You might be able to borrow a certain figure but look at your expenses and work out what you realistically spend.

If you want to go on an annual European holiday you probably can’t afford to borrow at the highest level available - there would be no spending money left to save for the trip.

A very quick way to work out what you can afford to repay is to:

  1. Take your annual income.
  2. Work out 30% of that figure.
  3. Divide by 12 to get a monthly repayment.

For example:

  • $50,000 annual gross income at 30% = $1,250 per month.
  • $75,000 annual gross income at 30% = $1,875 per month.
  • $100,000 annual gross income at 30% = $2,500 per month.

6. How can my family help me?

Your family may be able to give you financial support to help you onto the property ladder sooner by acting as guarantor on your loan, making you avoid paying LMI.

They can also gift you money towards your deposit or other costs associated with buying a home or even jointly buy a property with you to spread the financial burden.

I’ve written about 5 ways parents can help their children into property here.

7. What help can I get from the government?

Both federal and state governments have implemented a whole suite of schemes, incentives, and fee waivers to help eligible Aussies realise their home-ownership dream faster.

  • The Home Guarantee Scheme (HGS) helps first home buyers onto the property with as little as a 2% deposit by acting as guarantor on the remainder.
  • The Help-to-Buy Scheme helps people earning less than $90,000 a year ($120,000 for couples) to purchase a property by stumping up to 30% of the purchase price for existing properties and up to 40% for new builds - that means buyers can purchase a property with as little as 2% deposit.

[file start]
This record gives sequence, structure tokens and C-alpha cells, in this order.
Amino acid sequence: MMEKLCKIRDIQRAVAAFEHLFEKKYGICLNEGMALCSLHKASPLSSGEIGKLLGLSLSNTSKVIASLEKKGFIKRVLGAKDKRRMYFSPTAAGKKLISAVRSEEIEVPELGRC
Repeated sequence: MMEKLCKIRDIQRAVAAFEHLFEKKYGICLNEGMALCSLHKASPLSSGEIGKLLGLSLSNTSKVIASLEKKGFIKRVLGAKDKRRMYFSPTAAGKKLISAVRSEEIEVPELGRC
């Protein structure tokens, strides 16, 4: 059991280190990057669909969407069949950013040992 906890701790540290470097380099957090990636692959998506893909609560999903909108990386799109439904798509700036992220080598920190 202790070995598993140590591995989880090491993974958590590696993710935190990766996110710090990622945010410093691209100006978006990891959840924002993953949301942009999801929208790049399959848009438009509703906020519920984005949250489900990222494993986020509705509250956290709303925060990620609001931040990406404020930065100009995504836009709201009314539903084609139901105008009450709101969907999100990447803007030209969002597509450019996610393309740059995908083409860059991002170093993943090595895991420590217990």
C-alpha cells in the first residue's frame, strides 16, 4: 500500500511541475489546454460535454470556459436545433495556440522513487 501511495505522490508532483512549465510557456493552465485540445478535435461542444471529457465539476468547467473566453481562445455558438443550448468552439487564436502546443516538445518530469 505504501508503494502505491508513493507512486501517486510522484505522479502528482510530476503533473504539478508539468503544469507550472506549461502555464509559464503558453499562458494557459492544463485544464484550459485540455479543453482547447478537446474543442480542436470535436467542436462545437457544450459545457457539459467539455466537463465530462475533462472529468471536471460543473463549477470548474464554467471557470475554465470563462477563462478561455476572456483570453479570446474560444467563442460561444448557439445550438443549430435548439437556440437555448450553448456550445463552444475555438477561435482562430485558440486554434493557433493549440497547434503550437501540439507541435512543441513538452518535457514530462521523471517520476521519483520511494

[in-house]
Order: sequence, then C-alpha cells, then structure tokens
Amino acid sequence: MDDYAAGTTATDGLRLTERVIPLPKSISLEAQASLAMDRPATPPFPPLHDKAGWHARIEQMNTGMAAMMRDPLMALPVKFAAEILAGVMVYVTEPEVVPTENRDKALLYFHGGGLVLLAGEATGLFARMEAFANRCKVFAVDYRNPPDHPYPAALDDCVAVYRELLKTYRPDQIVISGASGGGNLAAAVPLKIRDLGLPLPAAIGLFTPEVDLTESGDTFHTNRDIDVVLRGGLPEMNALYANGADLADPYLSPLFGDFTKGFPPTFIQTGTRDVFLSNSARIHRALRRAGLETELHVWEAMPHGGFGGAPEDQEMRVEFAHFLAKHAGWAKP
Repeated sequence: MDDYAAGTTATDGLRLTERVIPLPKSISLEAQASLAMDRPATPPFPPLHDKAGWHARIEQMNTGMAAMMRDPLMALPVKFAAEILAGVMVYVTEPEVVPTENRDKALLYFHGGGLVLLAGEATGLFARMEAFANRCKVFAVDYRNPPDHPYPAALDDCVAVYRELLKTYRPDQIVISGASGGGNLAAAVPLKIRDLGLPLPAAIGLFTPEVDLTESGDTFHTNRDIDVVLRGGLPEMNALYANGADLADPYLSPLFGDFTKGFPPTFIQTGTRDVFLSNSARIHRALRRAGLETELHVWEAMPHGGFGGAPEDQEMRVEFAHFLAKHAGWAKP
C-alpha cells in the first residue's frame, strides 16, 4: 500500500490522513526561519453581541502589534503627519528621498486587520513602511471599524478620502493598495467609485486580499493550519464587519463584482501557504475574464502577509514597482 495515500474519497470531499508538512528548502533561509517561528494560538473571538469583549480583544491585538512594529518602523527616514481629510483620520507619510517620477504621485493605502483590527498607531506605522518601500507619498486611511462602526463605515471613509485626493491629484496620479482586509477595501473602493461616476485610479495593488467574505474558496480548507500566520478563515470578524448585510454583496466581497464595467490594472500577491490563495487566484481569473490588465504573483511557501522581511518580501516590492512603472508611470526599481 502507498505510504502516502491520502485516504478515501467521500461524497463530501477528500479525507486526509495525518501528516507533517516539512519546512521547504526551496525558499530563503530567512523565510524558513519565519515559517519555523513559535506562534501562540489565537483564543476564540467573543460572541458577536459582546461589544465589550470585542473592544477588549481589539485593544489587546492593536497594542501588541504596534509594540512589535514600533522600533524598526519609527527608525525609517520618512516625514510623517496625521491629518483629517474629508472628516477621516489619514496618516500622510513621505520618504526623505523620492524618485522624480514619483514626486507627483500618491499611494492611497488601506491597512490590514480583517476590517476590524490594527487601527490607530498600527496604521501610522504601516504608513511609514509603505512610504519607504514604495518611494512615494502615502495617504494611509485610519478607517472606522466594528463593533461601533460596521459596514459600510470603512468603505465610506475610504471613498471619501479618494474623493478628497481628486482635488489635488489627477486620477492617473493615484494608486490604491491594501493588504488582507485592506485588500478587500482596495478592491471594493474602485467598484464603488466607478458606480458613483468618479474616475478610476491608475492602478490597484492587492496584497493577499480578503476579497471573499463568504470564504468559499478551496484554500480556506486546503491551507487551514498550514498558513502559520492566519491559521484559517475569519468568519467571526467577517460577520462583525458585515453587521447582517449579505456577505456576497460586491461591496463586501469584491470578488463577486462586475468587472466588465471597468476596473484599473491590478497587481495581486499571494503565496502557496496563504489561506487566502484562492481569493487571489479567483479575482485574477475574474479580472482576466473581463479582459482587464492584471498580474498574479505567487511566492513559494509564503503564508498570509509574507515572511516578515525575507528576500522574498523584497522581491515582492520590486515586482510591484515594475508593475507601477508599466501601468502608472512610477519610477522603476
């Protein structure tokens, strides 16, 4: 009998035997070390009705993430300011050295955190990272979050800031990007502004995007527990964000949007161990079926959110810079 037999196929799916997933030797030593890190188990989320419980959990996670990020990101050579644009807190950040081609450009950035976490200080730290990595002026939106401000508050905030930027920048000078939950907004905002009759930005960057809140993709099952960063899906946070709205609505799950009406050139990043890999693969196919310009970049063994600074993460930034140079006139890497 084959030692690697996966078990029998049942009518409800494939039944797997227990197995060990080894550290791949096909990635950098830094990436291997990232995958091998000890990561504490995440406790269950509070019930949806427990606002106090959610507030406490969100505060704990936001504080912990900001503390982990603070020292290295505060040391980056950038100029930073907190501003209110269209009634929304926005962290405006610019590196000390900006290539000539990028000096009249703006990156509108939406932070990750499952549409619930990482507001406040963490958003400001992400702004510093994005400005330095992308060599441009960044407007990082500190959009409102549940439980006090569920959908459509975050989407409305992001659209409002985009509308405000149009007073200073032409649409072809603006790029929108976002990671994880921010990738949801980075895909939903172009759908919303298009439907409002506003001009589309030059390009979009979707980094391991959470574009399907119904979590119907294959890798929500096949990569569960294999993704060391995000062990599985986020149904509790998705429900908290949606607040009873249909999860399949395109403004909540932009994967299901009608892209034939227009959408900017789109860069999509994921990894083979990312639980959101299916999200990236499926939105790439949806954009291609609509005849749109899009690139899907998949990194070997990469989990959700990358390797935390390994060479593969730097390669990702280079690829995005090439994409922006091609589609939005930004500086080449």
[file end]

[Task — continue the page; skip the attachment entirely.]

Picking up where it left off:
• The First Home Super Saver (FHSS) scheme is another way of getting assistance for buying a home, using voluntary contributions from your superannuation as your deposit - rather than having to save that amount in a bank account.
  • The First Home Owner Grant (FHOG) gives first-home buyers assistance in buying a home by offsetting GST - the local government will give a one-off grant (around $10,00-15,000) to eligible home buyers at the settlement point of their property purchase.
  • Stamp Duty Waivers have been applied across most states and territories to reduce or eliminate stamp duty on properties up to a certain threshold.
  • The Victorian Homebuyer Fund (VHF) shared equity scheme helps Victorians with a minimum 5% deposit onto the property ladder quicker by contributing up to 25% of the purchase price in exchange for a share in the property.

8. What is stamp duty and when do I need to pay it?

Stamp duty - also known as transfer duty - is a state-based tax that you’ll sometimes be required to pay on purchasing assets such as property, land, cars, shares, business assets or even contracted services such as loans, gifts, and some insurance policies.

It’s essentially a transfer fee paid by the property buyer to transfer the property title from the seller's name into their name.

The amount you have to pay differs vastly depending on the state the property is in, the sale price, and what it is you’re buying.

The buyer is responsible for paying stamp duty within 30 days of signing the contract or settlement… it cannot be added to the mortgage.

Stamp Duty

9. What other expenses should I budget for?

Outside of the actual purchase price of the property, you’ll also need to budget for the following expenses:

  • Stamp duty costs
  • Loan application fees
  • Mortgage registration transfer fees
  • Legal and conveyancing fees
  • Lenders mortgage insurance
  • Inspection reports
  • Moving costs

10. What is ‘rentvesting’?

Rentvesting is essentially an investment strategy where you buy an investment property first (where you can afford to buy) and rent where you want to live (but probably can't afford to).